# Calculating the ionization rate

here is a kind of silly question: in quantumn physics, we assume that the charge is reserved. So if we use a laser, which is strong enough to make ionization happen, to shot at the system, how can we calculate the decreasing rate of the electrons? Or the ionization rate can be calculated by other ways?

I will very appreciate for helping me understand this question!

Your question is never silly, but many physicists are struggling to obtain an accurate expression for the ionization rate you are asking.

When you drive an atom with a laser field, electrons bound to the atom start to oscillate. To make our discussion simple and short, let us deal with a single electron bound to a parent ion, rather than many electrons and nucleus, to describe laser-atom interaction. If the laser field is too weak and the frequency of the laser field is not high enough, which is the case for lasers in our daily life, then effectively nothing happens to anything.

If the frequency of the laser field is high enough, then the atom can either be excited or ionize to emit an electron by a single photon of the laser field, and this ionization process is called single photon ionization.

In this case, the ionization rate can be calculated by obtaining bound-free transition rate in the presence of a weak high frequency laser field. In this case, you can either use quantum electrodynamics or use quantum mechanics to calculate accurate transition rate.

Even when the frequency of the laser field is not high enough to ionize the atom with a single photon, an atom can be ionized when the intensity of the laser field is high enough. This process can be classified into three, depending on the intensity of the laser field.

1. If the intensity of the laser field is high enough but rather weak, then it is called multiphoton ionization.
2. If the intensity of the laser field is high enough, but rather moderate compared to the last case, then it is called tunneling ionization. (In the extension of the case 1, it is often called above-threshold ionization)
3. If the intensity of the laser field is too high, then it is called over-the-barrier ionization.

In the case 1 multiphoton ionization, an electron can absorb two or more photons to be ionized, rather than one at a time. In the case 2 tunneling ionization, the laser field is strong enough to "bend" the Coulomb(-like) potential near the parent ion and form a slope toward the opposite direction of the laser field. Then "the potential slope due to the laser field + the Coulomb(-like) potential" form a barrier and high wall. The bound electron is forced toward the barrier at one moment and be freed tunneling through the potential barrier. This process flips the direction every half-cycle of the laser field and repeats over and over until the laser field is turned off. In the case 3 over-the-barrier ionization, the laser field is even stronger than the case 2, so that the potential barrier is low enough, lower than the bound energy of the electron and the bound electron can be freed. Yeah, electrons are spilled over the barrier. It is like breaking Coulomb potential using the laser field. In this case, our assumption from the beginning is not valid anymore because many electrons can be spilled out freely.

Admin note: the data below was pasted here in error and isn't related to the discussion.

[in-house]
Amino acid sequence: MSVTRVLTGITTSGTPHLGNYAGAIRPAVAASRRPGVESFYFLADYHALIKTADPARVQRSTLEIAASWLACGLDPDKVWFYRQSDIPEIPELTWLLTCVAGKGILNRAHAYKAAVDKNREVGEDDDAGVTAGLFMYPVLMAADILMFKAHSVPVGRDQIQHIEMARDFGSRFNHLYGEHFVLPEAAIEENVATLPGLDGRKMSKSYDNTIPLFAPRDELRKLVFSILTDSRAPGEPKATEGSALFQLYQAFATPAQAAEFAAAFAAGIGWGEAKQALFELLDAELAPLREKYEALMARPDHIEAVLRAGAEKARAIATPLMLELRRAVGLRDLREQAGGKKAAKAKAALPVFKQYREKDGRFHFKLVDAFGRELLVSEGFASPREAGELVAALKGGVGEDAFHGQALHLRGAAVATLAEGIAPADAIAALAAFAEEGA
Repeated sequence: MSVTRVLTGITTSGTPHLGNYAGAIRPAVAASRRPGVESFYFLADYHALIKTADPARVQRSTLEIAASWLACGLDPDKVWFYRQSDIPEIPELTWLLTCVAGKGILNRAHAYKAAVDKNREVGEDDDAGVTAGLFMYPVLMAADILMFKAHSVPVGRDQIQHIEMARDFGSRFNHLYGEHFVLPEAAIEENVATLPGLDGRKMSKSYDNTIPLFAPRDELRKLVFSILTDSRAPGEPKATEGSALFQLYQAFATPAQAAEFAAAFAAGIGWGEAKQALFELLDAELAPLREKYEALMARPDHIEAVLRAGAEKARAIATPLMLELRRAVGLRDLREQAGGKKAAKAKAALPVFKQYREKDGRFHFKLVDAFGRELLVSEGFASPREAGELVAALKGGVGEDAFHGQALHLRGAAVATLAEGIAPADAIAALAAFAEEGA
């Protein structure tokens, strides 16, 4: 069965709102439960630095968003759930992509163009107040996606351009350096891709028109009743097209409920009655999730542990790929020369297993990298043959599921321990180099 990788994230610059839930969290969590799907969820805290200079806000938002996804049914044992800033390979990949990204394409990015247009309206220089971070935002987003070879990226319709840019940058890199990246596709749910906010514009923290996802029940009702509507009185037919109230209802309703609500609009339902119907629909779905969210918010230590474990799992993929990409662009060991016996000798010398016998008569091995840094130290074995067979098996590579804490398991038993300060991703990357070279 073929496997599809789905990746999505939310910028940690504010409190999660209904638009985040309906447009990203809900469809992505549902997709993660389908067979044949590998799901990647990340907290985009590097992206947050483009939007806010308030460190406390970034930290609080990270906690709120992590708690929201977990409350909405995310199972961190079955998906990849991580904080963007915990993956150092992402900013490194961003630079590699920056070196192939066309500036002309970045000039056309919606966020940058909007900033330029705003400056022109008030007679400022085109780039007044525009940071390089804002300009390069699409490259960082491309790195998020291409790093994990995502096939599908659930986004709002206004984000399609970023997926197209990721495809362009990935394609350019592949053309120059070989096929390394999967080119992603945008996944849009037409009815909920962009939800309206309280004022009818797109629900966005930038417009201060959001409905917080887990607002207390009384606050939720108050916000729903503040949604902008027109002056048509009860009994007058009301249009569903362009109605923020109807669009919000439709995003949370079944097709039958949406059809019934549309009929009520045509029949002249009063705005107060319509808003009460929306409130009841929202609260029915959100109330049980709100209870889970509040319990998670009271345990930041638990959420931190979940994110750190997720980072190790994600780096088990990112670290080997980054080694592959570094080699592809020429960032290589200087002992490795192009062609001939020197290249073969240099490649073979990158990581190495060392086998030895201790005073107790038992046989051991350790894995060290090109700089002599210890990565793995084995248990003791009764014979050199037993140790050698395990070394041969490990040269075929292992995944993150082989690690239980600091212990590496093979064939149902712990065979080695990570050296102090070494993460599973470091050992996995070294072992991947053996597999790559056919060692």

The ionization rate in the cases 1 and 2 can be estimated by the Keldysh theory proposed in 1964(Link to a review paper).

One of rough but intuitive expression in the case of DC (a laser field is oscillating over time) tunneling ionization is in a textbook written by L. D. Landau and E. M. Lifshitz. It can be obtained using WKB approximation over the potential barrier of a hydrogen atom, and the final expression in atomic units can be written as

$$W = \frac{1}{|E|}\exp(-\frac{2}{3|E|}),$$

where $$W$$ is the static tunneling ionization rate, and $$E$$ is the static electric field. Rougly speaking, the static tunneling ionization rate is exponentially increasing as the amplitude of the laser fied increases, and is zero when the laser field is absent. There are more accurate expressions for more general cases but those are rather complicated and I refer one paper. You can search more of them starting from this paper. Nonadiabatic tunnel ionization: Looking inside a laser cycle, published in 2001, Physical Review A.

You can obtain tunneling ionization rate exactly in the case of a hydrogen by solving Schrodinger equation for the Coulomb potential numerically, including laser interaction term.

More precise number can be obtained by solving Dirac equation in the case when the electron can move with relativistic speed but if you need to solve the Dirac equation, then it is most likely the case of over-the-barrier ionization.